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April 2020 

Created in 2020

Trigger warning: This essay includes some graphic content. Please take care of yourself and don't view the images or read this essay if you don't feel ready.

When I was facing the traumatic experience of needing to have an at-home-abortion, I was having a lot of trouble processing the experience. I hadn’t photographed anything in almost two years, but for some reason I felt compelled to document what was happening. Going through the experience felt too difficult, and the only solace I could find was in my camera. 


It was April, 2020. The world had just shut down due to the global pandemic, and aside from the company of my 10-year old tabby cat, Jerome, I was living alone in a basement apartment in a place I had just moved back to after being away for 2 years. I was in a state of putting my disorganized life back together. Raising a baby in a rental basement suite, without a partner, with debt and no savings to my name felt risky, and not like what I needed at the time. I felt the decision was made for me, and I wanted anything but to process what was happening. 

How does processing happen when we don’t feel capable of processing something yet? With many life experiences we can use avoidance tactics to hide from our feelings, and put off processing and healing until later. But when you’re having a medical abortion you have no choice but to sit with the emotions, for up to 48 hours, until the pregnancy tissue is expelled.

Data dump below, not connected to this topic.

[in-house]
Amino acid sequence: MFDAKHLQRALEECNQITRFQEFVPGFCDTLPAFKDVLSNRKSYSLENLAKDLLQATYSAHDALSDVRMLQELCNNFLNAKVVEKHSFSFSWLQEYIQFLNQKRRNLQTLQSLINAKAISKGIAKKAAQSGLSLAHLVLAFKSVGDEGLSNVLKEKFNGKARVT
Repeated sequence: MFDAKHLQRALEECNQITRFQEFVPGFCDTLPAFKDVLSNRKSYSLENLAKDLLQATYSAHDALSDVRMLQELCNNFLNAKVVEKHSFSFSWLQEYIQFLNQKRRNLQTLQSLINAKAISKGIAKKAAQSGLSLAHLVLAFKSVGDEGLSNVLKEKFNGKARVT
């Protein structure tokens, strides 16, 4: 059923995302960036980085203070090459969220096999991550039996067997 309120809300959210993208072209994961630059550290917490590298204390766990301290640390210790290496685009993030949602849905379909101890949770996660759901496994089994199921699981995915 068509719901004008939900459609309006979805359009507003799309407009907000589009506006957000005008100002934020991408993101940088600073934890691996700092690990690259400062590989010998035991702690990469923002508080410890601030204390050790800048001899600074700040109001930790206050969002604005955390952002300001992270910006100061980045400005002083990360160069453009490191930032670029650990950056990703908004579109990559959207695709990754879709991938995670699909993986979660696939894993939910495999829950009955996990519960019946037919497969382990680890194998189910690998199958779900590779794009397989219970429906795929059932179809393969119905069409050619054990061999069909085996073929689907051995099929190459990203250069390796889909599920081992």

When you google “medical abortion” there are little to no written accounts of the experience online. Mostly, you find “how-to” type articles by organizations like Planned Parenthood that suggest “Stock up on maxi pads, food, books, movies, or whatever you like to help pass the time, and a heating pad for cramps.” Lots of time for processing. 


When you take the second medication, misoprosto, the pills have to stay in your mouth unswallowed for 30 minutes. 


30 minutes. Processing. 


Making art out of a difficult experience is one way to find healing. On the one hand, I felt uncomfortable photographing this experience. And I feel even more uncomfortable sharing it. But on the other hand, I have felt compelled to document and share.


It’s taken me three years to share this photo essay. A set of 10 images that facilitated my processing of an experience that will always stay with me. Photographing helped me make sense of the situation. It helped me forgive the blur-like state I felt I was in. My senses clouded by confusion and loneliness, but then comforted by community and relief in the end. 


Abortions are one of the most common medical procedures in Canada. In Canada, 30% of people who are able to become pregnant will choose to have an abortion during their lifetime ( So I ask this question: if they’re so common, why did it feel so wrong to share this photo essay? Normalizing this experience was part of my process. We are not in this alone. We’re here, processing it together.

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